Senior Member from CA
joined:Nov 25, 2003
The following is NOT directed at anyone in particular nor caused by any specific thread or post.
Please do not take it as a personal attack but as a general commentary on a common behaviour pattern and mindset.
Note: I know that this is the 'Google' SEO forum. I also know that this is where most of the angst is felt.
If this should be posted elsewhere by all means please move as appropriate.
SEO, as usually practiced, creates a critical chain of linked (that's a puny, folks!) problems that artificially constrain a website's growth and prosperity. And exacerbate given situations.
No two SE algorithms are the same and even where they may be including a similar input it's weighting and positioning are probably different. This means that the more one tries to acquire increased benefit from aka game a particular SE the more likely one is failing in others.
Yes, in many markets a particular SE may be dominant, even severely so. However, by deliberately targeting just the 'biggest buck' you are:
* reinforcing the market dominance.
Perpetuating non-diversity and limiting future options.
* confusing biggest with best.
Each SE has slightly to significantly different user demographics, one or more of the others may actually be a better fit aka convert at higher rates for your niche and site, given the opportunity.
* turning away a significant number of potential customers.
In the UK Google has ~90.5% of search, Bing ~5.5%, Yahoo ~2.5%
in transactional UK search it is Yahoo with ~34%, Bing ~33%, Google ~31% (via Experian).
Yup, that ~8% of the UK general search market accounts for upwards of two-thirds of UK transactional search.
Not all search is created equal.
Search referred traffic is predominantly new traffic. Given that on average only 15%-20% of search traffic is navigational AND that that includes major brand sites yours is likely under 5% (by all means research your particular stats). ~95% new traffic.
Unfortunately this also tends to mean that your site is structured and your pages designed to convert first time, only time visitors. Not only that but noobies from a somewhat constrained demographic. What most in this situation are not doing:
* providing reasons to return.
---you do know that returning visitors often behave differently aka are looking differently than first timers?
---you do know that it 'costs' ~6-times more to acquire new customers than retain existing? Put another way: that returning visitors provide ~6-times the conversion value than ever new?
* being attractive/beneficial to visitors from other groups/places than referred from 'that' SE.
I am always being told that other SEs just don't send the traffic and that what they do just doesn't convert. Similarly for that from various SM platforms.
Well, you made sure of that by designing/developing for not-them.
Note: while Google is the preferred SE of most younger demographics it is the over 50's who hold ~42% of all disposable income and buy ~55% of consumer goods plus pay for a third of what those younger purchase.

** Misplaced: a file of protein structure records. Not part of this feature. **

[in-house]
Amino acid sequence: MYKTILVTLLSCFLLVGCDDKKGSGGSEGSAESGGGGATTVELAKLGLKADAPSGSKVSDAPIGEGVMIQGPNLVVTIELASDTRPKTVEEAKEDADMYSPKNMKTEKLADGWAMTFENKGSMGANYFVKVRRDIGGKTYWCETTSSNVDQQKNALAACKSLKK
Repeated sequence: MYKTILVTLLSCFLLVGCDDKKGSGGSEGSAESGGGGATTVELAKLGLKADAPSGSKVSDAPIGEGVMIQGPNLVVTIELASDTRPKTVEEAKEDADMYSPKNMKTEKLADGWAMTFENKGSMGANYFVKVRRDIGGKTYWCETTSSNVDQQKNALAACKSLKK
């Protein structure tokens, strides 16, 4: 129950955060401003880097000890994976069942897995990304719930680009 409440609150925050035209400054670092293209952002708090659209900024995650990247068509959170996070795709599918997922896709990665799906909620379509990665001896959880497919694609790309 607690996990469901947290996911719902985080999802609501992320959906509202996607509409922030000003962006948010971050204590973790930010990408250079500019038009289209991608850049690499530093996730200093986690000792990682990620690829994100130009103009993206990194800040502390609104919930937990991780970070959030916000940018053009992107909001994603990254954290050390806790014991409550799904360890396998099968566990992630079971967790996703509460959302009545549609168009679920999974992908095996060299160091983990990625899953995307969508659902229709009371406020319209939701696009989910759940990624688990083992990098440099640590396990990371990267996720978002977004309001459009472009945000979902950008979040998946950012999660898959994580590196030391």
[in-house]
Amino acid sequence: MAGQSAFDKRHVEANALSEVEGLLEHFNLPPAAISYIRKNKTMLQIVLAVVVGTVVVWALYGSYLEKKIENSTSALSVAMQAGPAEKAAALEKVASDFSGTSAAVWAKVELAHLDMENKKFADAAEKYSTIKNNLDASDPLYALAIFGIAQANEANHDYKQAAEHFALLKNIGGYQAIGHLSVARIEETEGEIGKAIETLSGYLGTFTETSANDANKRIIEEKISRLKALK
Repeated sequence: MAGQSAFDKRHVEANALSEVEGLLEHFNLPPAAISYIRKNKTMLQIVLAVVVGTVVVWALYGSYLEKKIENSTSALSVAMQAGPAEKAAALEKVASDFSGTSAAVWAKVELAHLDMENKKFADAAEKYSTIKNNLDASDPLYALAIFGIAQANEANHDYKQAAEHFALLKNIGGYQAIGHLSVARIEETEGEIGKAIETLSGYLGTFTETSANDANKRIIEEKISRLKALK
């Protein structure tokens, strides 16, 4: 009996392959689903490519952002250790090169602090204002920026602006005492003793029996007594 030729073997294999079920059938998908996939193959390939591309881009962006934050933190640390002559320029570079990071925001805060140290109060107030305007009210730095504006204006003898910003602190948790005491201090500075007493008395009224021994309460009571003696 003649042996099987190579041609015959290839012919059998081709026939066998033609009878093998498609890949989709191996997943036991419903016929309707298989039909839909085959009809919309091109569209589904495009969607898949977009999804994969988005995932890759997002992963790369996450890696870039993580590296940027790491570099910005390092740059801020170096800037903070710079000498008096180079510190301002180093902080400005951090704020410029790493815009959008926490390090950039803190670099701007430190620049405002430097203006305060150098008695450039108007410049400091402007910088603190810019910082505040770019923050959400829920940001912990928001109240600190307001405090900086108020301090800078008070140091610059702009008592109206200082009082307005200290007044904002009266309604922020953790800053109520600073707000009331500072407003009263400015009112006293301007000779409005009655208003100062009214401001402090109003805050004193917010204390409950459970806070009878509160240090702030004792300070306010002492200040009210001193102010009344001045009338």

Sole (or near) sourced business is a fragile business.
All (or most of) your eggs in one basket aka owing your soul to the company store can be quite comfortable even extremely profitable until...it isn't.
There are three forces at work: (1) what you do or don't, (2) what your competitors do or don't, and (3) what the SE does or doesn't. Only one is in your hands. Statistically not a great longterm viability.
And yes, the world is not fair.
The same goes for any single provider.
Rather than 'just' Google search traffic it could be 'just' AdSense for revenue.
Or 'just' ...
If you do hitch your star to a single whatever I truly hope that it takes you to the stars and that it never lets you drop. However, if not, please don't whine. It merely underlines your ignorance, incompetence, and/or hubris.
Note: asking for assistance in a given circumstance is absolutely fine, indeed encouraged; refusing to accept anything but a return to what was is not, nor that a proposed solution is hard or long, nor that 'it' is not fair - unless just once with a sigh.
I'll reiterate what I've said previously elsewhere on WebmasterWorld:
Note: averaged across sites.
* ~40% of my traffic is SE referred.
* ~22% of my traffic is Google referred; that's ~55% of search traffic.
* ~10% (down from ~90% in 2004) of revenue is AdSense;
---it's about half what it was at it's height in absolute terms but then it's on a lot fewer pages with fewer ad blocks per page.
* ~35% of revenue is affiliate pre-sell.
* ~55% of revenue is direct ad space sales.
Note: there are significant cross-over actions between aff and ads.
Note: aff and ads are immune from the AdSense mobile blues. Indeed mobile opens up huge new vistas.
If I can do it, anyone can.
Trite, perhaps, but quite true.
Granted, the learning/development curve is much steeper now than it was back when I started. On the other hand the options are much greater.